It is almost conventional wisdom to say that Russia’s invasion of Ukraine marks a turning point in the next major conflict between liberal democracies and authoritarian regimes. But Russia’s aggression did not happen in a vacuum, even though it is a visible milestone. Vladimir Putin’s unjust and brutal invasion stands among an increasing but often ignored series of autocratic “breadcrumbs.”

For 16 years, Freedom House reports, the world has experienced a decline in freedom. In the last year alone, nearly 75 percent of the world’s population lived in a country that faced deterioration; only 20 percent live in countries rated as “free.”

While the rise of autocracies has gotten us to this point, the United States and other Western democracies cannot discount how our division and recent isolationist leanings have contributed to the current geopolitical standoff. Or the fact that autocrats have significantly exploited these factors to their benefit.

Authoritarians like Putin and China’s Xi Jinping use crises to expand and fortify their power. COVID-19 provided a distraction to their abuses and atrocities over the last two years. But the examples speak for themselves — from China’s genocide of the Uyghurs to the worst crackdown on human rights inside Russia since the breakup of the Soviet Union.

The Global North’s projection of a longstanding bias toward the Global South likewise has implications. Too often, we pay attention only when governments or others perpetrate injustices against populations who most closely reflect our own societies.

Moreover, the global community can be fickle in holding accountable regimes with little respect for basic freedoms and a society’s general well-being. These inconsistencies in holding regimes accountable further weaken the potential for democratic expansion.

An accumulation of authoritarian “breadcrumbs” demonstrates these truths worldwide. Consider these examples:

—Afghanistan has been described as the world’s worst humanitarian crisis. Almost a year after the Taliban unjustly assumed control, the situation on the ground deteriorated rapidly and unrelentingly. The oppression and abuse of the Taliban have reinforced a “hell on earth” reality for millions of Afghans.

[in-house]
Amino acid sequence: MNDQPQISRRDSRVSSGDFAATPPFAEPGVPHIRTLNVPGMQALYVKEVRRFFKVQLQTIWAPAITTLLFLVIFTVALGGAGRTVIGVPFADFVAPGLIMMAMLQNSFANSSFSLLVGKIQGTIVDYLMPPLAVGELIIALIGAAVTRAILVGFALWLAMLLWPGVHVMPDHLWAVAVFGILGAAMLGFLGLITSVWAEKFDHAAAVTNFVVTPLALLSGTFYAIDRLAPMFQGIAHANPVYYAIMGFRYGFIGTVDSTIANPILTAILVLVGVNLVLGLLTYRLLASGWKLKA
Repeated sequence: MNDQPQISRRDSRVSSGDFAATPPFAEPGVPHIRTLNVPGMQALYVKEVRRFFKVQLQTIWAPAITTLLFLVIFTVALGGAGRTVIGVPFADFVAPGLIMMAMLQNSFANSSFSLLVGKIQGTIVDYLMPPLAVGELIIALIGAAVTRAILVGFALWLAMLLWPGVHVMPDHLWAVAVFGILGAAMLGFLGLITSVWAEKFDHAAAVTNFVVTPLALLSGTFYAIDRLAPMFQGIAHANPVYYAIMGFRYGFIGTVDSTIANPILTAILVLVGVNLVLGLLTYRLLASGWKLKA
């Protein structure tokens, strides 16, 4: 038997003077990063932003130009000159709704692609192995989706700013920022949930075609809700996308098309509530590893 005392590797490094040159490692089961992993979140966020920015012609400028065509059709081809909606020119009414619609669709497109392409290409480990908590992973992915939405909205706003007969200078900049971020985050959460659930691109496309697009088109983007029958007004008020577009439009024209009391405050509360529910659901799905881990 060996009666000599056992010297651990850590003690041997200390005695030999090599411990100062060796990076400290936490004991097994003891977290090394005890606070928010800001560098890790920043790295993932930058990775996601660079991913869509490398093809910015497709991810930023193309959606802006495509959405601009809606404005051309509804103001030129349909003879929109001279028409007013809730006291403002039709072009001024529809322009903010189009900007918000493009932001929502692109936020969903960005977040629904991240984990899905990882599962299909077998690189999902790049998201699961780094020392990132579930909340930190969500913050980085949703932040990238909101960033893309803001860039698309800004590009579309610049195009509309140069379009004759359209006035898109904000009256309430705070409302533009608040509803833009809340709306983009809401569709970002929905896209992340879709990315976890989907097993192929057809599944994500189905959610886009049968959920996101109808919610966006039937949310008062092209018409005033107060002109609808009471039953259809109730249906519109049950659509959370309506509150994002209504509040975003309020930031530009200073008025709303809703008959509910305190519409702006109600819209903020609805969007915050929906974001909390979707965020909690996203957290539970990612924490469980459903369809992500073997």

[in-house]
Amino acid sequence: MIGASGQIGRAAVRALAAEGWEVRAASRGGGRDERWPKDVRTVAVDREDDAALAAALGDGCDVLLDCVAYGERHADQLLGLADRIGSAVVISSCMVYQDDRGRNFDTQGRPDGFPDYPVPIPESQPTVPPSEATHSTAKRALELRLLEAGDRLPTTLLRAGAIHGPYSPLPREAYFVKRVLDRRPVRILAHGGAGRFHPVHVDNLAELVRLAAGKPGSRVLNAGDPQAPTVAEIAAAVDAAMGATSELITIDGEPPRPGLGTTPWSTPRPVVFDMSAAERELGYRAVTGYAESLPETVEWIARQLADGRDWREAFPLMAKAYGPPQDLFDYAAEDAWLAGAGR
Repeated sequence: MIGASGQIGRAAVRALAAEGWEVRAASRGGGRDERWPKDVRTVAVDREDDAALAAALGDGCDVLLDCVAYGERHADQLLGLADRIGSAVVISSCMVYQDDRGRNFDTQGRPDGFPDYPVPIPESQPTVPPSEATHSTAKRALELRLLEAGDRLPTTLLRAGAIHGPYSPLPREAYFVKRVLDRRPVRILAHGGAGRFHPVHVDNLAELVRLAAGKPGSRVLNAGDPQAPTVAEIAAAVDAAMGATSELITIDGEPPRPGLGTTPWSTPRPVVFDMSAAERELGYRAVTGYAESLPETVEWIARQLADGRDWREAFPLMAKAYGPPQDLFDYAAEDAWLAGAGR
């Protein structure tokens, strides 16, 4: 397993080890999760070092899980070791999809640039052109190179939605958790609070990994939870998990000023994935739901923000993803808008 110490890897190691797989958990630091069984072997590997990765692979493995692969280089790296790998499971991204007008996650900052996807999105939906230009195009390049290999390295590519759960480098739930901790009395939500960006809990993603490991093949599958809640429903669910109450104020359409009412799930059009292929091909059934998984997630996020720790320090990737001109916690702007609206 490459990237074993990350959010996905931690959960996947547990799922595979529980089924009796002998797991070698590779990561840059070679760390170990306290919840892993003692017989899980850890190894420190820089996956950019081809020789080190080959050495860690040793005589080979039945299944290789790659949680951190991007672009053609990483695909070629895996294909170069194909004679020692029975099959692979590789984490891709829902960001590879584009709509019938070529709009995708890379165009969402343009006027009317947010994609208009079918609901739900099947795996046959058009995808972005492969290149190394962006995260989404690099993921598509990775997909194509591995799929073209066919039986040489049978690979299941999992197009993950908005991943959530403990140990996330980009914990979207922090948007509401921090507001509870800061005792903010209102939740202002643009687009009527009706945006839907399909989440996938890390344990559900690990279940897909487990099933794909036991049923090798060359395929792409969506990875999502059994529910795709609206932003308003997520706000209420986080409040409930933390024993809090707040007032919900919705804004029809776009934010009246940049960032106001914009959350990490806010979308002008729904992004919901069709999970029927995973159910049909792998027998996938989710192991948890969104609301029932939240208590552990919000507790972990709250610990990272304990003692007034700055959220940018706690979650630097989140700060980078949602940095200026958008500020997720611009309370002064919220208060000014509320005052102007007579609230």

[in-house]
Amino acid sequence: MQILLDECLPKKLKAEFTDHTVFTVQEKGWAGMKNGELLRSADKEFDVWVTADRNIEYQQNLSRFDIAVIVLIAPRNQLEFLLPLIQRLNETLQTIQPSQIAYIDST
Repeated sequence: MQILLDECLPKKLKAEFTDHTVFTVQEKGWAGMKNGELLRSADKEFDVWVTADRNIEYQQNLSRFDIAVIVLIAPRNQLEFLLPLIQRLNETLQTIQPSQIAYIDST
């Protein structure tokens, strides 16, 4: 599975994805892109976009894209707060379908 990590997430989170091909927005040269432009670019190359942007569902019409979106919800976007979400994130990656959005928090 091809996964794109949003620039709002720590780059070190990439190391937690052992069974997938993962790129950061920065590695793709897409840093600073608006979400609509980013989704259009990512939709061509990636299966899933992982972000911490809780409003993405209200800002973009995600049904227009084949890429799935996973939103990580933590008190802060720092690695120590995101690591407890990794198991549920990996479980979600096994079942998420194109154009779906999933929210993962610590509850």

Most prominent is the Taliban’s archaic and misogynistic mandates to erase the status of women and girls in public life. Women cannot work. Female students cannot attend school after the sixth grade. In some communities, they are barred from accessing markets, mosques and — for the poorest women — public bath houses … a lifeline for basic hygiene amid widespread poverty.

The Taliban have also used the circumstances of women’s rights and girls’ education as a deranged bargaining chip with little response from the most visible democratic leaders in the world.

—After Burma’s last election in February 2021, the country’s military staged a coup against the democratically elected National League for Democracy. Since then, the military has implemented a state of emergency to legitimize its violent and unjust crackdown on pro-democracy opposition groups.

The world denounced the situation as events first unfolded. But, over a year later, little has changed for the better. Signs of real deterioration in the country were there — but the international community did little to help.

—African countries have seen numerous coups play out over the last two years — from Burkina Faso and Chad to Mali and Sudan. The atrocities committed in South Sudan and Ethiopia’s Tigray continue with global outcry at a small fraction of the concern expressed for the situation in Ukraine.

The ferocity and growth of autocratic influence — not limited to the two big examples of Russia and China — cannot be ignored any longer.

For the sake of America’s own security and prosperity, it is in our interest to ensure an engaged presence in the world that prioritizes outreach and partnership with fellow democracies. We must use our platform to lift the voices and experiences of those who have been silenced. In doing so, we must meaningfully support those seeking to install foundational principles of transparency, good governance and equity within their societies and impose aggressive consequences on those engaged in gross human rights abuses and corruption through tools such as the Magnitsky Act.

Most important, we must consistently articulate the belief that the inherent dignity of all people matters. Too often, the West overlooks the misdeeds of rogue authorities. It may be convenient, but complacency only encourages bad actors.

And eventually — as we have seen play out in so many instances across history — little fires can quickly become global catastrophes when left to smolder.